Urban villages at the heart of liveable cities

By Megan Streb,
Street kit provides temporary seating

Street kit enables communities to trial alternative street designs

Community street party

Communities want their local public spaces to offer opportunities to connect and socialise

How do we tackle loneliness and isolation in cities? Inspired by the Greenwich Peninsula Urban Village Fete, Sustrans Partnership Manager Megan Streb shares her thoughts on liveable cities.

Urban Village Fete’ is a name designed to attract a bit of controversy, as if it must be an oxymoron. And yet when I turned up to the event as a speaker, I found the event curated by HemingwayDesign to have the friendly busy-ness of a village fete, and the exciting vibrancy and diversity that a city can offer. 

And that’s exactly what I was there to talk about that day—public spaces that give us the chance to interact with other people—that ‘village feel’. 

Urban Village Fete is an alternative, contemporary twist on the traditional summer fete for the Greenwich Peninsula’s pioneering residents and all Londoners. The event is a celebration of the best in design, music, art, innovative events and modern craftsmanship.

I love events like The Urban Village Fete, because they show the possibilities of a space; similar to play streets, where residential roads are closed for a few hours to let kids play outside their homes and neighbours to talk. But it’s more than possibilities we need to see; it’s real change.

With air pollution, loneliness, childhood obesity and congestion ever growing concerns, we need more streets for people; more spaces for living.

That desire for connection, and for spaces suited for people is what has led to the success of the Big Lunch, play streets and events like the Urban Village Fete.

And it’s being seen more in London and other cities.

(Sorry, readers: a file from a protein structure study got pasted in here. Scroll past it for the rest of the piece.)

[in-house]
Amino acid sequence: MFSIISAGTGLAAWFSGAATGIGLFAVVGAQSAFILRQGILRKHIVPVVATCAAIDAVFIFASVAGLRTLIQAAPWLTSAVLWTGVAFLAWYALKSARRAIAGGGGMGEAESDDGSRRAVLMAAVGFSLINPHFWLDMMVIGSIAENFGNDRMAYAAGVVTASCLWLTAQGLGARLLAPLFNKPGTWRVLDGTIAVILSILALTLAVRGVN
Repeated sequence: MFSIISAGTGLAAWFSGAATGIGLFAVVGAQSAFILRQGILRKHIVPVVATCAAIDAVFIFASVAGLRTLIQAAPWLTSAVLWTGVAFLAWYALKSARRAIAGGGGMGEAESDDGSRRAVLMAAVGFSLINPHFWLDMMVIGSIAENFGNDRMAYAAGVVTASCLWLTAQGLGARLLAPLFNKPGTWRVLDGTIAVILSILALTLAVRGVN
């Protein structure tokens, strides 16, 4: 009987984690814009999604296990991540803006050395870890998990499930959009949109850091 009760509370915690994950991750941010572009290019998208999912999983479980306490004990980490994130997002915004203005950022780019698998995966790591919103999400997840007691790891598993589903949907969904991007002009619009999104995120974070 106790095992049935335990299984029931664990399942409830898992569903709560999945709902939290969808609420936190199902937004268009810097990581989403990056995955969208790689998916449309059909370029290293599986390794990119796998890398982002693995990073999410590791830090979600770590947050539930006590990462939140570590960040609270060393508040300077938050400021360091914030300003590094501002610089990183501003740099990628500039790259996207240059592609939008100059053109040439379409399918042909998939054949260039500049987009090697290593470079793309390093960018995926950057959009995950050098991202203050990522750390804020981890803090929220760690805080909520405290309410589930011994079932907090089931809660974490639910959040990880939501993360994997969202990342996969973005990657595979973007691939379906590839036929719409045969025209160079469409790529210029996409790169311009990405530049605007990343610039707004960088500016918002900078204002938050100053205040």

Later that day, I had dinner with my husband at Neal’s Yard—full of people sitting with friends, eating, shopping and chatting.

We walked around Trafalgar Square, where an outdoor concert was about to start, and headed to The Mall with 20 metres of open road used by primarily tourists on a Sunday, many on their way to lounge in the evening sun in St James Park. We finished with a walk along Southbank back to the train station.

All of these are spaces for people—most had traffic designed out only within the last few years.

Much of this has been done to benefit tourists and the shops and restaurants that cater to them. Studies have shown that after pedestrianisation, people stay longer and revenues go up. This is great for me—a day visitor from Southampton, and for the bottom line of the cafes we ate in, but what about the residents of London and in other cities?

People want a ‘village feel’; especially just outside their own front door. Most want to know that their neighbours will keep an eye out on their behalf, and that their street isn’t a ghost town. 

They want connections.

But making those connections can be hard.

As an American living in Britain, I know it took a fair few times of me putting the bins out and waving before my neighbours were happy to talk to me. It’s especially hard because I live on a street that’s become a rat-run, a common state for many of our residential roads. 

And traffic cuts communities in two—whether it’s a bypass or speeding traffic down what should be a quiet street, we have fewer relationships when there is heavy traffic.

We need to create more spaces for connection; more spaces where people can sit, people watch, chat, roller blade, play, eat, and enjoy being around other people. I found a number of those spaces walking round London that day.

But we need to extend these beyond the tourist hotspots and into the residential areas, the smaller shopping precincts and rows of shops. 

We need that village feel replicated across cities; we need more Healthy Streets.

We need more liveable spaces.

At Sustrans, we are working with communities to redesign their streets and public spaces so that they are more attractive places to live and travel through.

Find out more about community led design.